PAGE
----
Fête des Dryades for Bassoon, Horn and Piano, Op.68
Fête des Dryades most likely came in to being as a contribution to the then well-known Donnerstagabend Konzerte (Thursday Evening Concerts) held in late 19th century Vienna at his famous brother's spacious Vienna mansion. The Dryades in Greek Mythology were the beautiful Nymphs of the trees, groves, woods and mountain forests. It was said that upon their births, trees sprung up from the earth to which their lives were closely tied. While the tree flourished, so did its resident nymph, but when it died she passed away with it. The impetus for such a composition no doubt came from the Viennese fascination for the exotic. It is interesting to note that while there is the ever present sense of forward motion, it is rather gentle like the flow of a languid river, the so-called celebration is rather sedate and peaceful The part-writing for the insturments is superb and reveals Molbe to be a master.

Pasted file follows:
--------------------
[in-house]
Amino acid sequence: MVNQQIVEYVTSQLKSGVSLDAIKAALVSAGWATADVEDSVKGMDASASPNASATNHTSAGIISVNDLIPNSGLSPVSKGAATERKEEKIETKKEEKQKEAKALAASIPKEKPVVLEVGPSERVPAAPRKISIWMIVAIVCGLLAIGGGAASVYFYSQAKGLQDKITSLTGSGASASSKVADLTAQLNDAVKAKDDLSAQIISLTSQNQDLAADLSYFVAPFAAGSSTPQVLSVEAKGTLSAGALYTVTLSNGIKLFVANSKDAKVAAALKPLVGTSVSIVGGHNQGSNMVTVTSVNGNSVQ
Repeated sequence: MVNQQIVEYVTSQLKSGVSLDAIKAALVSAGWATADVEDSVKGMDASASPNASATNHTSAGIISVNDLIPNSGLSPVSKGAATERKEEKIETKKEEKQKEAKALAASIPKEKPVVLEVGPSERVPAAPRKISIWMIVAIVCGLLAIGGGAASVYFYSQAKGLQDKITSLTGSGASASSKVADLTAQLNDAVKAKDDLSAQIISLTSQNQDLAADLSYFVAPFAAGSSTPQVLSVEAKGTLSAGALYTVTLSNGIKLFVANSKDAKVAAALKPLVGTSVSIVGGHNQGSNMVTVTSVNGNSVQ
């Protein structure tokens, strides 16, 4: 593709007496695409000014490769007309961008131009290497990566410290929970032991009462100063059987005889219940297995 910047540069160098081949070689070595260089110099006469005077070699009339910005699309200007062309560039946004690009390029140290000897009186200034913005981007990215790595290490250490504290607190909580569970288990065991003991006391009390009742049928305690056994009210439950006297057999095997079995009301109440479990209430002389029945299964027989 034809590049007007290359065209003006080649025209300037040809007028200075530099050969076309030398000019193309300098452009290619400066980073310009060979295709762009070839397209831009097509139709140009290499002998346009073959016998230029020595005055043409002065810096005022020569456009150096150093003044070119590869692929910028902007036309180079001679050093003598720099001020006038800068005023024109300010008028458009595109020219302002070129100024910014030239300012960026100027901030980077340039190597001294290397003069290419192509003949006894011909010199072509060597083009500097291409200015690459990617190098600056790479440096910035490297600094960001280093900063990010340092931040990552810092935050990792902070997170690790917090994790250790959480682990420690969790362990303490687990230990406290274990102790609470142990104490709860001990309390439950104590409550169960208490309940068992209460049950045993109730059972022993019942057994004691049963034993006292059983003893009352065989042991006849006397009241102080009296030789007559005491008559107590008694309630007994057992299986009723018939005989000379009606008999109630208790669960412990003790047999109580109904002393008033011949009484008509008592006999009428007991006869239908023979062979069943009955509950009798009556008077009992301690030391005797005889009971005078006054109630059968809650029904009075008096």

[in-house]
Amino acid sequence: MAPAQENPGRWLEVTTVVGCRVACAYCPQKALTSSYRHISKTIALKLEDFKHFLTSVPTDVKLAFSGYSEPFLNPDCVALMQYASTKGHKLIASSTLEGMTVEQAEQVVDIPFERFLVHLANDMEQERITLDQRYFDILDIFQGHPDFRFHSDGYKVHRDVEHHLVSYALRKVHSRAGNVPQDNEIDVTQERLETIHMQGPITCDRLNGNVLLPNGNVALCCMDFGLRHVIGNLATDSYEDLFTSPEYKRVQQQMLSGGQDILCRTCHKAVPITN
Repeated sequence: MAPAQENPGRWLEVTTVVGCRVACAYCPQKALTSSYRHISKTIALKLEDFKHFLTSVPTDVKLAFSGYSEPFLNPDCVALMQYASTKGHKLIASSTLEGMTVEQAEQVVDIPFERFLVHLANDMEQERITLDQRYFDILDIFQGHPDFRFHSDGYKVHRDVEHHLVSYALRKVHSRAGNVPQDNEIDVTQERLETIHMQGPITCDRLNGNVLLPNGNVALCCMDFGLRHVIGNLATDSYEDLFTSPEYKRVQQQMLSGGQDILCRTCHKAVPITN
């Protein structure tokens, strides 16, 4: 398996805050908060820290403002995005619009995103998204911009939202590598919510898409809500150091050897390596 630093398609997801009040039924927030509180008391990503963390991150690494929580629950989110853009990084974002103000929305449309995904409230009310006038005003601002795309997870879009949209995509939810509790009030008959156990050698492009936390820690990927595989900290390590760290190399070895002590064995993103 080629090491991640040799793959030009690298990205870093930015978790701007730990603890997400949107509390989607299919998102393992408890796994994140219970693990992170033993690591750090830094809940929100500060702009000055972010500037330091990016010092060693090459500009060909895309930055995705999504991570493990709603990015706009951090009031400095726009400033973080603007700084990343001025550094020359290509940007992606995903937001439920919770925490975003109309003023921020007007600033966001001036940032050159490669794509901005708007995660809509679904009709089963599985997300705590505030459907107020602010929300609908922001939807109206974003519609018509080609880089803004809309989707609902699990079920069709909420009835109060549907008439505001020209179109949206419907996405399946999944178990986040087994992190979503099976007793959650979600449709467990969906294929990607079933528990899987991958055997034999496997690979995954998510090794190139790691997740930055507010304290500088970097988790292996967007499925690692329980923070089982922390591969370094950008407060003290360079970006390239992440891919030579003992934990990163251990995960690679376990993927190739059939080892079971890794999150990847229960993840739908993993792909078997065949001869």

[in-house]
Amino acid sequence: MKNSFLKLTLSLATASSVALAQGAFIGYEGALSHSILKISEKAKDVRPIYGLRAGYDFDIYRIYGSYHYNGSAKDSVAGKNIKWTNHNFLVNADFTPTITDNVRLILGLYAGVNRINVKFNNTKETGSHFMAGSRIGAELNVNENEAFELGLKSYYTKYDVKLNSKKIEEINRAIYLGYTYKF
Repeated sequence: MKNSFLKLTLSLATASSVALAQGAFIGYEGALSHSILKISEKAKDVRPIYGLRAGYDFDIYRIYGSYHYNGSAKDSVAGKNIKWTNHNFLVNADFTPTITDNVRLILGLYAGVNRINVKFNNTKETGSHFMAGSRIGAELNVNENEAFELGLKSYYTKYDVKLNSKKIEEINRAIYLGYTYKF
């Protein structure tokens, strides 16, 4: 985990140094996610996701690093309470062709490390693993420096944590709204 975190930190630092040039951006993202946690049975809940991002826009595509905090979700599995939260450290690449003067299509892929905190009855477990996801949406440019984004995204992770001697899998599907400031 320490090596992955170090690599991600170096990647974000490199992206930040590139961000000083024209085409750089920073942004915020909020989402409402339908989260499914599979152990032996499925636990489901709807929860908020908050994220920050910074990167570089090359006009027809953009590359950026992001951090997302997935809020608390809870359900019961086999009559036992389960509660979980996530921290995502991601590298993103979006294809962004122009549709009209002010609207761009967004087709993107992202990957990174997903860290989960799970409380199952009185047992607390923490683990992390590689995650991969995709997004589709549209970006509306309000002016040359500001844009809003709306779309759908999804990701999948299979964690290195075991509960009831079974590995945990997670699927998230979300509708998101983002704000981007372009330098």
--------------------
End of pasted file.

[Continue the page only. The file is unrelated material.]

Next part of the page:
Heinrich Molbe (1835-1915) was the pseudonym of Heinrich von Bach, a prominent Viennese lawyer whose three brothers—–Alexander, Eduard and Otto—–were nonetheless all better known than him. He was born in the village of Unterwaltersdorf in lower Austria outside of Vienna. His father, an important jurist, sent him, as he had the other brothers, to the University of Vienna to study law. Alexander, the eldest (b. 1813) and most famous of the four, served as Imperial Chancellor to the Emperor Franz Joseph from 1848-1850. Eduard entered the imperial civil service and was a governor of several Habsburg provinces while Otto became a composer and eventually director of the Mozarteum in Salzburg. Heinrich, while at the University of Vienna, studied composition privately, as did his brother Otto, with Simon Sechter, the famous professor of composition and theory at the Vienna Conservatory. Heinrich also entered the imperial civil service and briefly served as the Governor of the Fiume and Trieste Province, then in Austrian possession. Though he could claim to be a professionally trained musician, he apparently felt that being known as a composer would be detrimental to his legal and imperial civil service careers and hence composed under a pseudonym. He was a fairly prolific composer, writing nearly 400 works, including some 200 art songs and 140 chamber works.